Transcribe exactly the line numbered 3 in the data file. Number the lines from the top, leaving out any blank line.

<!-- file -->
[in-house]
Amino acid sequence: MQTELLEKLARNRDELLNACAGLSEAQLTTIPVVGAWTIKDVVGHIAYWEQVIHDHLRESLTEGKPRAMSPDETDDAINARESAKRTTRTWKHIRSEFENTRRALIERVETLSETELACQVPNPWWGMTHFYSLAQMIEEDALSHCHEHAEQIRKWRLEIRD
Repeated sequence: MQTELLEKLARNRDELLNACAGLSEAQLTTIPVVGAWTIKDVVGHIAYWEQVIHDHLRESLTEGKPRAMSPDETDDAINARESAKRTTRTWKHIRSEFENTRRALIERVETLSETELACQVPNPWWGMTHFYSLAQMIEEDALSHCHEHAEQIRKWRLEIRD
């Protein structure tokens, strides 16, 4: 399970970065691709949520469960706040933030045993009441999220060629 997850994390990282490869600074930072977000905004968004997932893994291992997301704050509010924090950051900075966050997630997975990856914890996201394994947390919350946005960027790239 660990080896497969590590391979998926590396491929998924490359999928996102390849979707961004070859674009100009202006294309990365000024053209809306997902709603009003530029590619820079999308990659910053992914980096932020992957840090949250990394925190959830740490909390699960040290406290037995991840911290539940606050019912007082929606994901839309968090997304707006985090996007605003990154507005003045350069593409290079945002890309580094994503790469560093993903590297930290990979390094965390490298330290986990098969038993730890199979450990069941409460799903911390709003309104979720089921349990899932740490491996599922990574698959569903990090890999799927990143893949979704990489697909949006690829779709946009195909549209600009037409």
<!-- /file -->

Repeated sequence: MQTELLEKLARNRDELLNACAGLSEAQLTTIPVVGAWTIKDVVGHIAYWEQVIHDHLRESLTEGKPRAMSPDETDDAINARESAKRTTRTWKHIRSEFENTRRALIERVETLSETELACQVPNPWWGMTHFYSLAQMIEEDALSHCHEHAEQIRKWRLEIRD